Now, Cal is dealing with equally embarrassing results in the classroom, as it ranks dead last in all of college football according to the latest graduation rates released Thursday. Just 44 percent of players from the freshmen classes of 2003-06 graduated under the NCAA's Graduation Success Rate (GSR), a figure that drops to 39 percent using the Federal Graduation Rate (FGR).
Nationally, FBS football teams graduated 71 percent of their players during that same span, the highest mark ever recorded under the GSR.
Northwestern (97 percent GSR), Boston College (94), Notre Dame (94), Stanford (93) and Duke (92) had the five highest scores.
Those results are especially galling for Cal considering its reputation as the No. 1 public university in the nation and the dramatic chasm between itself and archrival Stanford.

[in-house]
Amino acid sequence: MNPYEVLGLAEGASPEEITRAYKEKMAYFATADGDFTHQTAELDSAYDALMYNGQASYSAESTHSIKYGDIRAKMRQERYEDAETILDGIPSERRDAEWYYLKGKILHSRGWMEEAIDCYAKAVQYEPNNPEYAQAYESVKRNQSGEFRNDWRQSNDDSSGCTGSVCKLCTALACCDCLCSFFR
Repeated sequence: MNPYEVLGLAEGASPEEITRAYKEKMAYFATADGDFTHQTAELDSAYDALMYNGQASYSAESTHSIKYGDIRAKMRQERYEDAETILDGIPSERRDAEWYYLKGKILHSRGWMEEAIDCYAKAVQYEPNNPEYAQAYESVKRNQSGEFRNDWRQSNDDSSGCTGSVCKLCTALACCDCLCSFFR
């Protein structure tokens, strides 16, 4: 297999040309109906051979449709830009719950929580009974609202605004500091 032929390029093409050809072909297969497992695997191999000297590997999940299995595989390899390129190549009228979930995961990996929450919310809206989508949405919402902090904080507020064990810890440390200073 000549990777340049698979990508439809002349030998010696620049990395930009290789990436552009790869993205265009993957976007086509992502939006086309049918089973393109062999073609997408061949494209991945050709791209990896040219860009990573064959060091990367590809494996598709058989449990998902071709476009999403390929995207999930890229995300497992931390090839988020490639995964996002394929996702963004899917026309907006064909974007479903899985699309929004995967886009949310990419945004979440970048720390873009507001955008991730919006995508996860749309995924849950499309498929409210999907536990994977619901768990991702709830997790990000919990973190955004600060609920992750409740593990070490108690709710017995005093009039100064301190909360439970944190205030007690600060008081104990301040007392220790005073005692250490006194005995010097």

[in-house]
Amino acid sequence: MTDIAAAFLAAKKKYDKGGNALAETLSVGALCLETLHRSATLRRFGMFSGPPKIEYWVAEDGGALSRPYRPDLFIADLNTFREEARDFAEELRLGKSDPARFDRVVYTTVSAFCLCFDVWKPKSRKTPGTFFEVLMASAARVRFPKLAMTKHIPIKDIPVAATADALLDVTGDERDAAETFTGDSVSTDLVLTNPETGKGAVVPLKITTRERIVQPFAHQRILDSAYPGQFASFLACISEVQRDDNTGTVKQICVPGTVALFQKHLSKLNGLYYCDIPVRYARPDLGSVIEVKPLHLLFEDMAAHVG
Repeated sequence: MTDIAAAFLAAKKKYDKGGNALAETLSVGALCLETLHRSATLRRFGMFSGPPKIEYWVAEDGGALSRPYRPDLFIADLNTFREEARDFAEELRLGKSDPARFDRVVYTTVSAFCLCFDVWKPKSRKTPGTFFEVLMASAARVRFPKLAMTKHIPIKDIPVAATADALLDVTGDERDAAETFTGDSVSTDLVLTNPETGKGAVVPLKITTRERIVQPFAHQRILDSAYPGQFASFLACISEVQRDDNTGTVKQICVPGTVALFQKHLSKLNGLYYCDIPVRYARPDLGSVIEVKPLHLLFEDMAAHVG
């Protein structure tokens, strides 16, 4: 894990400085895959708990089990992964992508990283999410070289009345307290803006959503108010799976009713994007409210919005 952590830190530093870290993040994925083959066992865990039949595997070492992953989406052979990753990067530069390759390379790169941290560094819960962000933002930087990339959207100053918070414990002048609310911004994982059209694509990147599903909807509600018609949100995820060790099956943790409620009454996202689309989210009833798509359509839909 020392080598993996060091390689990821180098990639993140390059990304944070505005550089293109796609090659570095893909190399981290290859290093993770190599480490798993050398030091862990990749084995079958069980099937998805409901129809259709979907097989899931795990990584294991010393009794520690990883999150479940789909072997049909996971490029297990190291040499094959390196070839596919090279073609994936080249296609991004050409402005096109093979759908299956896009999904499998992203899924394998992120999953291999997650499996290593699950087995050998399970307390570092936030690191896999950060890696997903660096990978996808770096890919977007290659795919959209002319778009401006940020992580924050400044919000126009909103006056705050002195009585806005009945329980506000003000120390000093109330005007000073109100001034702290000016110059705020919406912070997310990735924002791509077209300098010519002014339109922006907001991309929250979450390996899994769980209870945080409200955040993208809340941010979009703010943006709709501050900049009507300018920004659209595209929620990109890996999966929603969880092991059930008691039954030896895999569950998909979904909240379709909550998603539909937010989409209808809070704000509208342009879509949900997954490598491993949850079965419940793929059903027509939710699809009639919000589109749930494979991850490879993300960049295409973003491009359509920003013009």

Those academic downturns, along with declining on-field performance, led to the firing of head coach Jeff Tedford in December. Tedford was the program's most successful coach in the modern era, winning a share of the Pac-10 title in 2006 and contributing to Cal having the fourth-most alums on NFL opening day rosters this season, including quarterback Aaron Rodgers, running back Marshawn Lynch and wide receiver DeSean Jackson.
The early academic returns under new head coach Sonny Dykes have been positive, as the team posted its highest GPA in five years during the spring 2013 semester. Such improvement will be necessary to avoid possible scholarship losses or a postseason ban under the NCAA's Academic Progress Rate.
"Although we still have a lot of work to do and have put systems in place that we believe will raise the success rate for under-performing teams, we are proud of what we have accomplished over the past year," athletic director Sandy Barbour said in a statement.
It is just one more obstacle Dykes will have to deal with to put Cal back on the road to respectability.